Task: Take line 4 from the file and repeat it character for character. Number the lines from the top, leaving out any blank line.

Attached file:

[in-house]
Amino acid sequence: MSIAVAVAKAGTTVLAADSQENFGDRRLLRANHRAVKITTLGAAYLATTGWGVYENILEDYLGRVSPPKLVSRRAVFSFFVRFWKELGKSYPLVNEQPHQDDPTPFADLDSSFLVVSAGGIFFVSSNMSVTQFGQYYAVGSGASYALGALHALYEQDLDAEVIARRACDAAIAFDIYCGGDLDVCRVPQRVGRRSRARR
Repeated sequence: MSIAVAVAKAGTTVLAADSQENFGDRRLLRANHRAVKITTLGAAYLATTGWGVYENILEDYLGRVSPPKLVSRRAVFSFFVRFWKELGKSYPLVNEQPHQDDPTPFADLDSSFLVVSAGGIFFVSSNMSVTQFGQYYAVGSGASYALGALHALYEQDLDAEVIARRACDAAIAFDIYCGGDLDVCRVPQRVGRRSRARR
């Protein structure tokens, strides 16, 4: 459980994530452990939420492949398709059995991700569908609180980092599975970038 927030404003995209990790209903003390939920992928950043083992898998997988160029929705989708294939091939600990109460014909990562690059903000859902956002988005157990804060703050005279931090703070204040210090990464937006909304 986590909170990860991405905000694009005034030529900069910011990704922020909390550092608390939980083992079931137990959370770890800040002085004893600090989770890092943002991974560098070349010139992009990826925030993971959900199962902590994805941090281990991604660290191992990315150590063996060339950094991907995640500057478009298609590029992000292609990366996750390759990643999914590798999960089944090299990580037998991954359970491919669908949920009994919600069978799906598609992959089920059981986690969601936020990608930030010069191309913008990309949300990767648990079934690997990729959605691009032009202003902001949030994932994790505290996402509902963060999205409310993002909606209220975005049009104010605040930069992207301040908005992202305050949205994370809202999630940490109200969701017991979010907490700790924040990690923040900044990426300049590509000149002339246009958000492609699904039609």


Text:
């Protein structure tokens, strides 16, 4: 459980994530452990939420492949398709059995991700569908609180980092599975970038 927030404003995209990790209903003390939920992928950043083992898998997988160029929705989708294939091939600990109460014909990562690059903000859902956002988005157990804060703050005279931090703070204040210090990464937006909304 986590909170990860991405905000694009005034030529900069910011990704922020909390550092608390939980083992079931137990959370770890800040002085004893600090989770890092943002991974560098070349010139992009990826925030993971959900199962902590994805941090281990991604660290191992990315150590063996060339950094991907995640500057478009298609590029992000292609990366996750390759990643999914590798999960089944090299990580037998991954359970491919669908949920009994919600069978799906598609992959089920059981986690969601936020990608930030010069191309913008990309949300990767648990079934690997990729959605691009032009202003902001949030994932994790505290996402509902963060999205409310993002909606209220975005049009104010605040930069992207301040908005992202305050949205994370809202999630940490109200969701017991979010907490700790924040990690923040900044990426300049590509000149002339246009958000492609699904039609």